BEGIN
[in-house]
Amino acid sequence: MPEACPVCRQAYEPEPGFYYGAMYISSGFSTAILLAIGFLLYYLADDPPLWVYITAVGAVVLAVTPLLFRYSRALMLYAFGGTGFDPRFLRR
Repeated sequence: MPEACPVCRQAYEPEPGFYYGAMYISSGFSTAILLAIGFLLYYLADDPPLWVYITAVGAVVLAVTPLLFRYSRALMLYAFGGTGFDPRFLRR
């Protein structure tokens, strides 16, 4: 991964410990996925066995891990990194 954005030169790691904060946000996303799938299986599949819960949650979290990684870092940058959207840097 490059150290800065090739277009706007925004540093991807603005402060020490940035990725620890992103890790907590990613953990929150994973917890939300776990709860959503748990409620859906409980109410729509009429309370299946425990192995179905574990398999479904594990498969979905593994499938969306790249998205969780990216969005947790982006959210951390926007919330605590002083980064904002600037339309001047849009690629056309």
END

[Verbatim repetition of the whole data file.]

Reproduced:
[in-house]
Amino acid sequence: MPEACPVCRQAYEPEPGFYYGAMYISSGFSTAILLAIGFLLYYLADDPPLWVYITAVGAVVLAVTPLLFRYSRALMLYAFGGTGFDPRFLRR
Repeated sequence: MPEACPVCRQAYEPEPGFYYGAMYISSGFSTAILLAIGFLLYYLADDPPLWVYITAVGAVVLAVTPLLFRYSRALMLYAFGGTGFDPRFLRR
């Protein structure tokens, strides 16, 4: 991964410990996925066995891990990194 954005030169790691904060946000996303799938299986599949819960949650979290990684870092940058959207840097 490059150290800065090739277009706007925004540093991807603005402060020490940035990725620890992103890790907590990613953990929150994973917890939300776990709860959503748990409620859906409980109410729509009429309370299946425990192995179905574990398999479904594990498969979905593994499938969306790249998205969780990216969005947790982006959210951390926007919330605590002083980064904002600037339309001047849009690629056309």